Articles on Phytoplankton

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A phytoplankton bloom stretching across the Barents Sea off the coast of mainland Europe’s most northern point. European Space Agency

Ocean ecosystems take two million years to recover after mass extinction – new research

Populations of plankton are in decline. If we push this critical foundation of the marine food chain to extinction, we could cripple ecosystems for millions of years.
The mouth of the Murray River delivers vital nutrients to marine life in the ocean beyond. SA Water

Drought on the Murray River harms ocean life too

Low flows in the Murray River in recent years have harmed tiny marine plants called phytoplankton, with consequences for local marine species and management.
Furious winds keep the McMurdo Dry Valleys in Anarctica free of snow and ice. Calcites found in the valleys have revealed the secrets of ancient subglacial volcanoes. Stuart Rankin/Flickr

Volcanoes under the ice: melting Antarctic ice could fight climate change

Melting ice from Antartica could feed vast plankton blooms, trapping carbon in the ocean. To understand this complex mechanism, researchers looked at volcanoes deep under glaciers.
The idea is to come up with better alternatives to this. Australian Customs and Border Protection Service

Could ‘whale poo diplomacy’ help bring an end to whaling?

Japan's fleet is on its way to the Southern Ocean for more "scientific" whaling. But a new resolution pointing out the importance of whale poo could help remove Japan's rationale for lethal research.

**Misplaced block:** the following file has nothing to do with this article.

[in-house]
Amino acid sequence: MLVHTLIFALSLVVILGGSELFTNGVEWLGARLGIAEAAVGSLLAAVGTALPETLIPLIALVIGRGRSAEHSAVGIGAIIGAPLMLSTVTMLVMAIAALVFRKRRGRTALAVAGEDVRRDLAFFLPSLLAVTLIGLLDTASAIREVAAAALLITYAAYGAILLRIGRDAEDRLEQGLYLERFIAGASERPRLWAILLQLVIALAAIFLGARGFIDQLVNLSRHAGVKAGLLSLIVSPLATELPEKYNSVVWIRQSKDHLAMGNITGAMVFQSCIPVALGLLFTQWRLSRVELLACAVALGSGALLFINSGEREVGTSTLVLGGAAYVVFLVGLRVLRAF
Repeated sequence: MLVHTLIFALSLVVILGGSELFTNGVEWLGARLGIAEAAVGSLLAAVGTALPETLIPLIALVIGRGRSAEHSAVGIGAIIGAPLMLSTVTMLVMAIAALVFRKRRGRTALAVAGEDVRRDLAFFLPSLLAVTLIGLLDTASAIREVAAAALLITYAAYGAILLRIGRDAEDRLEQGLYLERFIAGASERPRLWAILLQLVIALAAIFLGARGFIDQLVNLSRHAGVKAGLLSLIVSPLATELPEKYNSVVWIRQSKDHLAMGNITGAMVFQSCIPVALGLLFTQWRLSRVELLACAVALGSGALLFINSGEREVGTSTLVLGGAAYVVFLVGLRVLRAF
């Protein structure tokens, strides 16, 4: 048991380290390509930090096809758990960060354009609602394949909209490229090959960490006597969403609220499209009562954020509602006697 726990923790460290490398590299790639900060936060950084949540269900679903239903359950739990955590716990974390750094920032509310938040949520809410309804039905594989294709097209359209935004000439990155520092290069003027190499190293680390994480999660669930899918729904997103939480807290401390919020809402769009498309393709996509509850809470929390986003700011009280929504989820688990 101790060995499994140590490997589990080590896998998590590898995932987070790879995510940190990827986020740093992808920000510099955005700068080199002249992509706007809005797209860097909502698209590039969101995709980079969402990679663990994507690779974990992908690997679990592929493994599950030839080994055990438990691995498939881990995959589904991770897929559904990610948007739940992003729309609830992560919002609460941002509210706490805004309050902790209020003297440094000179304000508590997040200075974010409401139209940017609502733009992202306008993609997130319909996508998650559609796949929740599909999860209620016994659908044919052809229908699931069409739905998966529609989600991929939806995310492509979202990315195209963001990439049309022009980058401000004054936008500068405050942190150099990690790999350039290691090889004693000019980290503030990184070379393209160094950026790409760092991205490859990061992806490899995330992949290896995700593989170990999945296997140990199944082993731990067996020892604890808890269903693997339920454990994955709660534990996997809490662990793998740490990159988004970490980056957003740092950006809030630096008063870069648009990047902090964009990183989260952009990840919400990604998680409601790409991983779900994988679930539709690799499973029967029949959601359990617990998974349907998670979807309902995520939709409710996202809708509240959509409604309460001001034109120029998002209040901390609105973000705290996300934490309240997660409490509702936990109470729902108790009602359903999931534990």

A mass proliferation of Noctiluca scintillans, a red tide forming dinoflagellate at Clovelly Beach, NSW. It can form dense aggregations that deplete oxygen and produce ammonia. Gurjeet Kohli

Collecting data to help protect Australia’s waters from toxic algal blooms

They give us part of the air we breathe but microscopic phytoplankton can also be toxic. They are also on the move thanks to climate change so a new Australian database hopes to monitor any changes.
Phytoplankton are responsible for half the world’s productivity. Here, a phytoplankton bloom in the northern Pacific. NASA Goddard Space Flight Center/Flickr

Tiny marine plants face a mixed bag thanks to climate change

You may not have heard of them or given them much thought, but phytoplankton — the microscopic plants that grow throughout the world’s oceans — are the foundation of oceanic food webs. Although tiny, they…
Phytoplankon: blooming marvellous. Norman Kuring

Saharan dust feeds the ocean and locks away carbon too

The Saharan dust that clogged air and dirtied cars recently may seem like a nuisance, but in fact contains some essential nutrients – if, that is, you’re phytoplankton. The dust and sand blown from Africa…

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